Montana doesn't even have a muzzleloader season, but Montana Fish, Wildlife and Parks does schedule a few "Restricted Weapons" hunts in fairly populated areas of that state, where a muzzleloader may be used - along with shotguns with slugs, handguns that are chambered for a straight-walled cartridge, and archery equipment (including a crossbow). However, the modern muzzleloading hunter cannot shoot and hunt with a saboted bullet. However, the shotgun slug hunter can use a wide variety of shotgun slugs - some of which now have 200-yard-plus effective range. And, the handgun hunter can legally use a hot cartridge like the .454 Casull Magnum that gets a jacketed 240 to 260 grain bullet out of the muzzle at 1,800 f.p.s. - yet, it's still illegal for the muzzleloading hunter to use a plastic sabot and load the same exact bullet into a modern muzzle-loaded .50 caliber rifle that generates the same level of performance.
This one just hasn't been tested in court yet, but sooner or later it will head there. And Montana Fish, Wildlife and Parks surely cannot defend such an illogical regulation. What's really strange is that, while saboted bullets are illegal to use on big game during Montana's "Restricted Weapons" hunts, and the state does not offer a muzzleloading season, you can walk into most major gun shops and sporting goods stores and find a better selection of "saboted bullets" than the legal-to-use lead round balls and maxi-style bore-sized bullets.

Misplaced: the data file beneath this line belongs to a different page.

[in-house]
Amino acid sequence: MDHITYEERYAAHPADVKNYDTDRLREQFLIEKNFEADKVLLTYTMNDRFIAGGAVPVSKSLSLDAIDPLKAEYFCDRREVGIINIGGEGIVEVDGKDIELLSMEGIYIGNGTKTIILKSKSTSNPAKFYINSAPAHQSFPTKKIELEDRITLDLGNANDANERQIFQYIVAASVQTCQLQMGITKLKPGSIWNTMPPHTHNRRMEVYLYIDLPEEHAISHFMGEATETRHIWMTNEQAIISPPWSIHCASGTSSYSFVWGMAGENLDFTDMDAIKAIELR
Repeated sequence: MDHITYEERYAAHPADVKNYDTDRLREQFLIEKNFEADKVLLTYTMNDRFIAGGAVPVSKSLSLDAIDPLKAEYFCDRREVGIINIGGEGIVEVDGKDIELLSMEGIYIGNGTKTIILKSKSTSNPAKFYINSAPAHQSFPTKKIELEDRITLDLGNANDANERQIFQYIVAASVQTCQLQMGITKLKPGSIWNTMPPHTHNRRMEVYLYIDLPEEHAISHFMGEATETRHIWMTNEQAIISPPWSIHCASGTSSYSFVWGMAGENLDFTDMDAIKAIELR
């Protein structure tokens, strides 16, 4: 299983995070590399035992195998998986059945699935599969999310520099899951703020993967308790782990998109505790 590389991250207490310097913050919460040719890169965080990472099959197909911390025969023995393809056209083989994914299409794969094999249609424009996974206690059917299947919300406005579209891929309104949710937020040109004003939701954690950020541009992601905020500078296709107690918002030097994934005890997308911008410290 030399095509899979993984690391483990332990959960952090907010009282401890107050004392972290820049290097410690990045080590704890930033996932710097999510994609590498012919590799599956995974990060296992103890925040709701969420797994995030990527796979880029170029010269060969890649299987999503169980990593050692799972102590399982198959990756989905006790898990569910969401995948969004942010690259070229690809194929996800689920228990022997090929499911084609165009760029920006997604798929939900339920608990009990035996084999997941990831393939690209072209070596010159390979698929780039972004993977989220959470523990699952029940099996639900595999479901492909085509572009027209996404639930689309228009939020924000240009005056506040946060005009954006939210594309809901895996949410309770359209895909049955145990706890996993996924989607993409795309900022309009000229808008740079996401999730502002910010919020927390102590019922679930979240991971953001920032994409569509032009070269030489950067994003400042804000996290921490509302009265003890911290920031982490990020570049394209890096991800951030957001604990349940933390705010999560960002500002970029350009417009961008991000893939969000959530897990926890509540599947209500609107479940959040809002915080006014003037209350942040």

In Colorado, Idaho and Oregon, it has been the influence of very traditional muzzleloading associations and groups which have held back muzzleloader hunting. These are the shooters who have a strong historical tie to the past, and favor only the rifles and loads used 150 to 200 years ago. Knowing that the more modern rifles and loads make muzzleloader hunting more appealing to more hunters, they have fought liberal muzzleloader hunting regulations - and have managed to hang on to restrictions against the use of saboted bullets and riflescopes. Such restrictions help to eliminate competition for being drawn for a muzzleloader hunt or season with a limited number of permits.